Long known for playing with a hot-blooded temper, San Diego-raised PGA Tour veteran Pat Perez looks to have discovered a newfound calm to couple with his new wife and solidified golf game.
Fully seasoned with 344 Tour events under his belt, the popular Perez has found the winner's circle but once in his career, a three-shot victory coming in 2009 at the 50th anniversary of the Bob Hope Classic. Perez set a 36-hole Tour record with a 61-63 start in that win, and an additional record for most strokes under par for the first 36 holes of an event.
Yet, despite a career that includes 100 top-25 finishes, 43 top-10s and more than $15 million in on-course earnings, Perez is still seeking that sequel win. Might the Humana prove his salve? A return to victory would make the 38-year-old Perez the event's first multiple winner since Phil Mickelson (2002, 2004).
photo by stephen dunn of getty images
Pat Perez shakes hands with golf legend Arnold Palmer after winning the 2009 Bob Hope Classic.
While prepping for his appearance at the Sony Open in Honolulu, Hawaii, Perez chatted with Palm Springs Life about his fondness for the Coachella Valley, his mellowed mood and his new marriage.
During Humana week, I know lots of guys use the celebrated grounds of The Madison Club to practice. I've long heard you're among them, correct?
"I've got a lot of friends there and I'm kind of involved with Discovery (Land) a little bit; it's quite an amazing spot. I'll hit balls there in the morning and then go back there and practice when I get done with my round. The place is in immaculate shape and the greens there are phenomenal."
Have you played a lot of other desert courses?
"I love the west coast. It's my spot. I grew up in Torrey Pines and been to Palm Springs a thousand times and now I live in Scottsdale (Ariz.). I know those courses, and I would like to get that second win anywhere on the west coast. I've played SilverRock and La Quinta (Country Club) PGA West, obviously, and I've played at Madison, Bighorn and The Hideaway Club. But I've played the Palmer Course at PGA West more than any of them."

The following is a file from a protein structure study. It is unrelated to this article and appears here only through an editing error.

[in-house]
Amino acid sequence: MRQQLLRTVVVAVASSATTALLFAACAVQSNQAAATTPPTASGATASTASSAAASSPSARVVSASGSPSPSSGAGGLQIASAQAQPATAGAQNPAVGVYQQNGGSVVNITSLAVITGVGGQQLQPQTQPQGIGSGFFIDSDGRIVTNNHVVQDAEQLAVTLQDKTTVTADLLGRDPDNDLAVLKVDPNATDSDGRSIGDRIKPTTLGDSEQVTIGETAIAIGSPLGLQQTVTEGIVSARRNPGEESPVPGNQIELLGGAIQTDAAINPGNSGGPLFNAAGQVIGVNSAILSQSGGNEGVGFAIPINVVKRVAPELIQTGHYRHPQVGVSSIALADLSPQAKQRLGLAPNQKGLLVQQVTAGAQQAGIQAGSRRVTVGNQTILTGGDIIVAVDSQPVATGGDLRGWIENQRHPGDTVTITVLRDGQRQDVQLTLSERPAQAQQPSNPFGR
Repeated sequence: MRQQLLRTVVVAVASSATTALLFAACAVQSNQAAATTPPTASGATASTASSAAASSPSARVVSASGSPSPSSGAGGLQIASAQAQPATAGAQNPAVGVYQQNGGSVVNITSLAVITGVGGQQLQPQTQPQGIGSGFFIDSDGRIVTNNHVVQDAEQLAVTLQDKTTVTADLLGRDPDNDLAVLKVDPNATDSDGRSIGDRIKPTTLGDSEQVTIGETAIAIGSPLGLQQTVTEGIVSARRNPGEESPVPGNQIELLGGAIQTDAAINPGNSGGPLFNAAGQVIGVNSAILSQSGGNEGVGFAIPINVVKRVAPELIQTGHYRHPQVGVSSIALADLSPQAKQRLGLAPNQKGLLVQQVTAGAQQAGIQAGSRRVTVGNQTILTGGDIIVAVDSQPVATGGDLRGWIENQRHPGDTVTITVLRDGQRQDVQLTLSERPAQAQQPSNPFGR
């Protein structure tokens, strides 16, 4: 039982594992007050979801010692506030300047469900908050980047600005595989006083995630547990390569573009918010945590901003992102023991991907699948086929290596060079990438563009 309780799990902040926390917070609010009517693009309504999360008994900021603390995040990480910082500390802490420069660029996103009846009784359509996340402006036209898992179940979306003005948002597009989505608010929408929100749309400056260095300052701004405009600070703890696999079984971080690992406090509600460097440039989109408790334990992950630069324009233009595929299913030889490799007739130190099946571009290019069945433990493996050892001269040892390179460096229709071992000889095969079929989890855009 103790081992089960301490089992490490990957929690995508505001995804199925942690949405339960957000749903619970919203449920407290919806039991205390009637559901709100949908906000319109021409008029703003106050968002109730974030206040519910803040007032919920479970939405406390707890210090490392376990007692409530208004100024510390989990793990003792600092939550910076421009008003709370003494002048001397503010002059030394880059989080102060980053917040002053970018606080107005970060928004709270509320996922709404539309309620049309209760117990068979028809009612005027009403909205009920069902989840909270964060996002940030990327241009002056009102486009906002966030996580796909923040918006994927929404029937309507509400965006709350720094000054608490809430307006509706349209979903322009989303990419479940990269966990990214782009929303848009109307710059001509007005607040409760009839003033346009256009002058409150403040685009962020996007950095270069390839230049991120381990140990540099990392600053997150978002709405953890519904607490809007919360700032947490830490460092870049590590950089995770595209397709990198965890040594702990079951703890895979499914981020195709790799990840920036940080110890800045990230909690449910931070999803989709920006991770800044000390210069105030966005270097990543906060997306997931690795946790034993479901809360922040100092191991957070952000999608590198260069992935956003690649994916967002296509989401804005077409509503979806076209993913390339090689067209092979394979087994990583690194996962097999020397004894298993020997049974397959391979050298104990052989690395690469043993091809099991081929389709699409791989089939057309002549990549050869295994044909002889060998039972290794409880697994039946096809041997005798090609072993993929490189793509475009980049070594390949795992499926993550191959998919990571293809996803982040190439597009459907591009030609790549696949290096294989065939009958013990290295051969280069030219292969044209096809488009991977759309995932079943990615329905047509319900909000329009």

You've knocked on the door countless times in your career. What's keeping you from that second win?
"I need to be more consistent on Sundays; on Sunday, I don't have 18 great holes. You've really got to close on the back nine and when I won in '09, that's what I did. That's the difference; you see the guys that win, and it's really great stuff on the back nine on Sunday."
photo courtesy of pga tour
Pat Perez: "You can react in two different ways: You can get pissed, or you can let it go. And I've tried really hard just to let it go."
For many years, you had a rep as a pretty hot-tempered player. But watching you last season, it looks like you've no doubt mellowed a bit. How did you turn that corner?
"I don't know; there's not a method to what happened. I still get upset a little bit, but I just channel it differently. And I'm not going to say that I'll never get mad again. There might be a situation where something rolls up and, who knows, it might come out again. But I've tried to not express much out there. One of the main reasons (I've tried to change), is I got tired of the media talking about it. That's one of the reasons I've changed, sadly enough. But I just feel a little calmer now; a little more in control of what I'm doing. You know, if it goes bad, it goes bad. I've been in a bunch of situations lately the last couple of years where things have gone wrong and I've dealt with it differently; just let it go and try to move on. It's just a conscious effort. You can react in two different ways: You can get pissed, or you can let it go. And I've tried really hard just to let it go."
Congrats on getting married on New Year's Eve.
"Being married sets half my life up. That part of my life is secure and we have a great relationship. I can concentrate on two different things: My marriage and my golf game. It's nice to have that in balance."